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      Moxibustion for Patients with Primary Dysmenorrhea at Different Intervention Time Points: A Randomized Controlled Trial

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          To investigate the effectiveness of moxibustion at different times of the menstrual cycle for patients with primary dysmenorrhea (PD).

          Patients and Methods

          Participants were 208 patients allocated to three controlled groups: one pre-menstrual treatment group (Group A), one menstrual-onset treatment group (Group B), and one waiting-list group (Group C). Groups A and B received the same intervention of moxibustion on points SP6 and RN4 but at different times. Group C, the waiting-list group, received no treatment throughout the study. Cox Menstrual Symptom Scale (CMSS) score was the primary outcome. Secondary outcomes were visual analog scale (VAS) score of pain intensity, self-rating anxiety scale (SAS) score, and self-rating depression scale (SDS) score. CMSS and VAS scores were obtained at the baseline stage (three cycles), treatment stage (three cycles), and follow-up stage (three cycles), a total of seven evaluations. SAS and SDS scores were obtained on the day of group allocation and the first day of the follow-up stage, a total of two evaluations.


          Baseline characteristics were comparable across the three groups. Pain duration (CMSS score) was significantly higher in Group C than in the other two groups at each evaluation (P<0.001). There was also a significant difference in the improvement in pain duration between Group B and Group C (P<0.001) throughout the trial. There were no significant changes in pain severity (CMSS score) after the 3-month treatment in Group A and Group B (P>0.05). Secondary outcomes showed that pre-menstrual moxibustion (Group A) was as effective as menstrual-onset moxibustion (Group B) in relieving pain intensity (VAS score) and negative mood (SDS and SAS scores).


          Moxibustion appears as an effective treatment for PD. Pre-menstrual application is more effective than menstrual-onset application.

          Trial Registration Chictr.org.cn Identifier


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          Most cited references 37

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              Primary dysmenorrhea: advances in pathogenesis and management.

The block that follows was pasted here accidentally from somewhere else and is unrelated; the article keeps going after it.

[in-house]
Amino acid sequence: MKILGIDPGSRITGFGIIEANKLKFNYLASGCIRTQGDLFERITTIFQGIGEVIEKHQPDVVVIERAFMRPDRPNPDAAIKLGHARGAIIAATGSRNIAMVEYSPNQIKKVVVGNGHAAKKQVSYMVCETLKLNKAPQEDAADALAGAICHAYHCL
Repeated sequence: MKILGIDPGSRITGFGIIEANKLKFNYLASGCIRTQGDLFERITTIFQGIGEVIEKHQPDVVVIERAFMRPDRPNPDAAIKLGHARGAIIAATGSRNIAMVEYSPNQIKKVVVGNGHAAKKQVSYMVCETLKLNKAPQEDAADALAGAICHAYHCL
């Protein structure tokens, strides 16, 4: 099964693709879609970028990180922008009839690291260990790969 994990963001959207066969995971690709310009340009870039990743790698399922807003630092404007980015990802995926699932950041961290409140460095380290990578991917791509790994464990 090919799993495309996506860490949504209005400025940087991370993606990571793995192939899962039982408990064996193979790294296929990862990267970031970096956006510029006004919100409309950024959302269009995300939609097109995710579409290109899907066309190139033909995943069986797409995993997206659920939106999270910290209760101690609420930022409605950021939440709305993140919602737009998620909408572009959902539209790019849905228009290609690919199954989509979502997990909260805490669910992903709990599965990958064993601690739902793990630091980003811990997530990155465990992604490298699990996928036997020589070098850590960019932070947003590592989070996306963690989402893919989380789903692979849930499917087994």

Primary dysmenorrhea is painful menstrual cramps without any evident pathology to account for them, and it occurs in up to 50% of menstruating females and causes significant disruption in quality of life and absenteeism. Current understanding implicates an excessive or imbalanced amount of prostanoids and possibly eicosanoids released from the endometrium during menstruation. The uterus is induced to contract frequently and dysrhythmically, with increased basal tone and increased active pressure. Uterine hypercontractility, reduced uterine blood flow, and increased peripheral nerve hypersensitivity induce pain. Diagnosis rests on a good history with negative pelvic evaluation findings. Evidence-based data support the efficacy of cyclooxygenase inhibitors, such as ibuprofen, naproxen sodium, and ketoprofen, and estrogen-progestin oral contraceptive pills (OCPs). Cyclooxygenase inhibitors reduce the amount of menstrual prostanoids released, with concomitant reduction in uterine hypercontractility, while OCPs inhibit endometrial development and decrease menstrual prostanoids. An algorithm is provided for a simple approach to the management of primary dysmenorrhea.

                Author and article information

                J Pain Res
                J Pain Res
                Journal of Pain Research
                19 October 2020
                : 13
                : 2653-2662
                [1 ]Acupuncture and Tuina School, Chengdu University of Traditional Chinese Medicine , Chengdu, Sichuan, People’s Republic of China
                [2 ]Natural Harmony Clinic , Auckland City, New Zealand
                [3 ]Department of Traditional Chinese Medicine, Guangzhou Development District Hospital , Guangzhou, Guangdong, People’s Republic of China
                [4 ]Geriatrics Department, Tianjin Integrated Traditional Chinese and Western Medicine Hospital , Tianjin, People’s Republic of China
                Author notes
                Correspondence: Jie Yang; Si-yi Yu Chengdu University of Traditional Chinese Medicine , Chengdu, Sichuan, People’s Republic of China Email jenny_yang_jie@126.com; cdutcmysy@gmail.com

                These authors contributed equally to this work

                © 2020 Liu et al.

                This work is published and licensed by Dove Medical Press Limited. The full terms of this license are available at https://www.dovepress.com/terms.php and incorporate the Creative Commons Attribution – Non Commercial (unported, v3.0) License ( http://creativecommons.org/licenses/by-nc/3.0/). By accessing the work you hereby accept the Terms. Non-commercial uses of the work are permitted without any further permission from Dove Medical Press Limited, provided the work is properly attributed. For permission for commercial use of this work, please see paragraphs 4.2 and 5 of our Terms ( https://www.dovepress.com/terms.php).

                Page count
                Figures: 2, Tables: 6, References: 39, Pages: 10
                Funded by: Sichuan Science and Technology Support Project;
                This trial was supported by grant 2012SZ0170 from the Sichuan Science and Technology Support Project.
                Clinical Trial Report


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